Yonghegong (The Lama Temple) is a famous lamasery located in the northeastern part of the old city of Beijing. It was a palatial residence built in 1694 by Qing Emperor Kangxi for his fourth son, Prince Yongzheng who later succeeded to the throne. This magnificent temple consists of five main buildings lying on the?north-south axis, with annex halls standing on both sides. The temple is listed by the Chinese Government as one of the important historical monuments under special preservation. After the death of his father, Emperor Yongzheng moved to the Forbidden City. The compound was closed to ordinary people and was renamed yonghegong (the Palace of Harmony). Green roof tiles were replaced by yellow ones to suit a monarch's home. In 1744 his successor Emperor Qianlong converted the palace into a lamasery.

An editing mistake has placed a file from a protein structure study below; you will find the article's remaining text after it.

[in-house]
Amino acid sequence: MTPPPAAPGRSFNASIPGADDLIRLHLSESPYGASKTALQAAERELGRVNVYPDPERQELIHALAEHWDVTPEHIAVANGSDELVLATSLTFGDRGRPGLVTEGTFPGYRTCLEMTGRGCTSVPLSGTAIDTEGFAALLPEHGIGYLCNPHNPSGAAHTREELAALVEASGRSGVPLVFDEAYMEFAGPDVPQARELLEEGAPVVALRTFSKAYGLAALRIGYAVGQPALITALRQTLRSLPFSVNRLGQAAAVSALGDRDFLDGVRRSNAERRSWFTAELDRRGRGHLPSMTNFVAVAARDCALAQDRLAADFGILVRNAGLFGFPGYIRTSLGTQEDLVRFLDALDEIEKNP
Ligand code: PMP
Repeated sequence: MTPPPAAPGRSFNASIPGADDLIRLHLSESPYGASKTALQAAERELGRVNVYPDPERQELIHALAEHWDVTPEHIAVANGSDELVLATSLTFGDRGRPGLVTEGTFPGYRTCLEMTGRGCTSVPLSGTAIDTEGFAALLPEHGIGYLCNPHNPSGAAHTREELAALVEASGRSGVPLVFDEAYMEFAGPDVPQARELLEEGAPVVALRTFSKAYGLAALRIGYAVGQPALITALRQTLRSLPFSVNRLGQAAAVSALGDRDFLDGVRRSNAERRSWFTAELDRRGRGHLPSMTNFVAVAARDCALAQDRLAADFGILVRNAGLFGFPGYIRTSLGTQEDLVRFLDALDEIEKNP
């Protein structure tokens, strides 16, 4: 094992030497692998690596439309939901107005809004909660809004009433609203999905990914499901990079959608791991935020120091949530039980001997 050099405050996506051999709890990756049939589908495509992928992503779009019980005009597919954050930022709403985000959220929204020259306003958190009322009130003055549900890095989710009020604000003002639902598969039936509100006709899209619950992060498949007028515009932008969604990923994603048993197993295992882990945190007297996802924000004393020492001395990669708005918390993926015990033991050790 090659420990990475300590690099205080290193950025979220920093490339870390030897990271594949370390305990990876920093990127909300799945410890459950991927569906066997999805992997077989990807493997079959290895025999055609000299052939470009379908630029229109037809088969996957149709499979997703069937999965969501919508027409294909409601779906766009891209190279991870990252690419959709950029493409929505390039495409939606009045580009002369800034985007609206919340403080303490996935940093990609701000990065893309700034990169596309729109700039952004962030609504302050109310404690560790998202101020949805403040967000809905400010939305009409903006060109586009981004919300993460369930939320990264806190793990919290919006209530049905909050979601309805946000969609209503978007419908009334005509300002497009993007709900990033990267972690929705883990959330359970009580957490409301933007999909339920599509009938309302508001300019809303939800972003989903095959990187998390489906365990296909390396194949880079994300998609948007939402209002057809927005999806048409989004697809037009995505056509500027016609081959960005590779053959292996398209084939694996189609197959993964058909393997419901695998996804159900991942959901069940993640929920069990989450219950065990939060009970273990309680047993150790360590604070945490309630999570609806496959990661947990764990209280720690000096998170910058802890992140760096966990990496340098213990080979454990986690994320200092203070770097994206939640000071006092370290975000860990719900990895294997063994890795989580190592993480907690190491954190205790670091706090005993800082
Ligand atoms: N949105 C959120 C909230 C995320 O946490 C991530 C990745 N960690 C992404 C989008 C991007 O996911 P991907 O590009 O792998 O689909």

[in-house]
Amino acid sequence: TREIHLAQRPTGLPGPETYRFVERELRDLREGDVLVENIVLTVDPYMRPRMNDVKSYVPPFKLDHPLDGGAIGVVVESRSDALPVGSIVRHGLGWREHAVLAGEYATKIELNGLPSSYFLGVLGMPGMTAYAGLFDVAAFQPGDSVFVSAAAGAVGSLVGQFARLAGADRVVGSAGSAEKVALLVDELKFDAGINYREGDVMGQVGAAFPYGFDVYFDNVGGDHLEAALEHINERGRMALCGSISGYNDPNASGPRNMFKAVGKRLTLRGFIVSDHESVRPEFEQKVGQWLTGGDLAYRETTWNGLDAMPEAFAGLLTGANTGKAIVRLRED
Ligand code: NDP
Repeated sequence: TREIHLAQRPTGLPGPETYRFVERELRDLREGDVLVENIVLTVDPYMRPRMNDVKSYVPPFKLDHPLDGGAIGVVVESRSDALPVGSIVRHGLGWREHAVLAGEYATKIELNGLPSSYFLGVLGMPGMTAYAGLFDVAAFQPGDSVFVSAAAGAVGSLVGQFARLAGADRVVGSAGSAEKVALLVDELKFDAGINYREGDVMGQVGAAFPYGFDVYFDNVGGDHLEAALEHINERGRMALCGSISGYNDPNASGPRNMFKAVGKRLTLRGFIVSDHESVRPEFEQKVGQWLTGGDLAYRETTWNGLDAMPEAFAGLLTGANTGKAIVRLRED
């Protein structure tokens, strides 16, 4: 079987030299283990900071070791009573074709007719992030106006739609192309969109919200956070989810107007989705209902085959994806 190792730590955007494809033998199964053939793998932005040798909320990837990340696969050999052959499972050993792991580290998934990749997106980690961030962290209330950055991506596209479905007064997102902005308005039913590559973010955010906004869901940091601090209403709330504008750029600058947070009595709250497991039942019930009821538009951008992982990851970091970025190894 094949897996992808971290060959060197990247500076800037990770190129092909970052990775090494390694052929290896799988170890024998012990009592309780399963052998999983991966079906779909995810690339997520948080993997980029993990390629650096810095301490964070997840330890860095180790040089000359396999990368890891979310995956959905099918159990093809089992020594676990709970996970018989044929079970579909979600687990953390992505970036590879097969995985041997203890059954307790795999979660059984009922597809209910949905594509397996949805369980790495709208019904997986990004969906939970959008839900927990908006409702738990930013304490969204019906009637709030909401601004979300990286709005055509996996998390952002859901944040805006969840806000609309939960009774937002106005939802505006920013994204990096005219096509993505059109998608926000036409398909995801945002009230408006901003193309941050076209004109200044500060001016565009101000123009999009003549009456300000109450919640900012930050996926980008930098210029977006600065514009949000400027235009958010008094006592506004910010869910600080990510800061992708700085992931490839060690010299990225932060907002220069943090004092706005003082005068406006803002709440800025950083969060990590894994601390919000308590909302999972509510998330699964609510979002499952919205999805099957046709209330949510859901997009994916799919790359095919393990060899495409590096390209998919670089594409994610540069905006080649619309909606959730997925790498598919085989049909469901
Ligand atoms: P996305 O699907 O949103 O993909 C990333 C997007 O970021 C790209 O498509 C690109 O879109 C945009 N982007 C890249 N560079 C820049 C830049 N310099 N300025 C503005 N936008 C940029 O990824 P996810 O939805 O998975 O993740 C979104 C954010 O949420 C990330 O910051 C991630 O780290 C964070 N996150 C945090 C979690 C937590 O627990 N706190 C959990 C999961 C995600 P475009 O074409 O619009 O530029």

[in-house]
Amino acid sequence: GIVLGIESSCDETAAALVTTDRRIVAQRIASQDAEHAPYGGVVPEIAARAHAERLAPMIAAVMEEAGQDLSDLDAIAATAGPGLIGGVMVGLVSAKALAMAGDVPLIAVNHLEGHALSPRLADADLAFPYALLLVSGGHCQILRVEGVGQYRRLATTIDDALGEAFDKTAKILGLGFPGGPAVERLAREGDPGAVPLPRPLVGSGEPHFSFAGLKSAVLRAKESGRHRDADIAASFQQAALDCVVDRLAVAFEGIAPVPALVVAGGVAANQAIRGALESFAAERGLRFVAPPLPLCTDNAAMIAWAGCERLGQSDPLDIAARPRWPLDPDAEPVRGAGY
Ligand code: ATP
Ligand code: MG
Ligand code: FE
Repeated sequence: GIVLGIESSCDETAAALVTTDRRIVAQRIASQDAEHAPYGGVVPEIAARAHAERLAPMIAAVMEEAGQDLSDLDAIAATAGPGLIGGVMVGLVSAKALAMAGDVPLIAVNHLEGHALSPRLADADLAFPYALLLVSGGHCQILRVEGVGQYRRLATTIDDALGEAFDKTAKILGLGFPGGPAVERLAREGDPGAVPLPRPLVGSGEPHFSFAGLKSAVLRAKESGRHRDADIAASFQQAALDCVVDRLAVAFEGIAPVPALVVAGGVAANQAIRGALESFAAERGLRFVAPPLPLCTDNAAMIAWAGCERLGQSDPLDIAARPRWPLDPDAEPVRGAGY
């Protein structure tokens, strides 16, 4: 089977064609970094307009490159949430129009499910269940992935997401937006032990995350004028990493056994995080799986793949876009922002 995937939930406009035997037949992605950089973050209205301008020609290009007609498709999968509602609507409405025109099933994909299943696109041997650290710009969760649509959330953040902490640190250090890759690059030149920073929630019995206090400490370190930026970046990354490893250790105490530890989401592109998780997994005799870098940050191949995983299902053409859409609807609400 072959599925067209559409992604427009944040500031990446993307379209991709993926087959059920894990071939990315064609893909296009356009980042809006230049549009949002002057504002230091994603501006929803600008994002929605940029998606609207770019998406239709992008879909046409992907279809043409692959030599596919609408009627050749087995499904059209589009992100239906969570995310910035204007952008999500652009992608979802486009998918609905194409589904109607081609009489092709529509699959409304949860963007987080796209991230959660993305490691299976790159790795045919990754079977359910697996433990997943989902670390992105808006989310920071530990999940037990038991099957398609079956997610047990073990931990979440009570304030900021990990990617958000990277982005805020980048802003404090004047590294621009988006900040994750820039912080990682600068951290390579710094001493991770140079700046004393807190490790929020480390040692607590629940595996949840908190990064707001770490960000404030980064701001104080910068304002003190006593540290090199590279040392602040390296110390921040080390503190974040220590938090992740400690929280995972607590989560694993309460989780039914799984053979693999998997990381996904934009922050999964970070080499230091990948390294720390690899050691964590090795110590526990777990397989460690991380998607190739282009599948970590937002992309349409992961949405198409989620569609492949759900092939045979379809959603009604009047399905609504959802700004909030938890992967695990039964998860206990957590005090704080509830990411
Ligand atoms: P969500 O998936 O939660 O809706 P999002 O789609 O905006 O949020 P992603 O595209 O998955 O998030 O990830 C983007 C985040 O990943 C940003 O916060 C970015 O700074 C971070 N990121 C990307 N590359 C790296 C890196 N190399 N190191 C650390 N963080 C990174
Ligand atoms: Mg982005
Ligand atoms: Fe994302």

Several renovations?have been carried out since 1949.The temple has taken on a new look and was reopened to the public in 1981.It is now not only a functional lama temple, but also a tourist attraction.
Of interest to visitors in the Lama Temple are the 18-metre-high Maitreya statue engraved from a 26-metre-long white sandal-wood log, "the Five hundred Arhats Hill" made of gold, silver, copper, iron and tin, and the niche carved out of nanmu (this kind of Phoebe nanmu can give off a unusual scent reputed to repel mosquitoes in summer). These three objects are accredited as the three matchless masterpieces in the Lama Temple.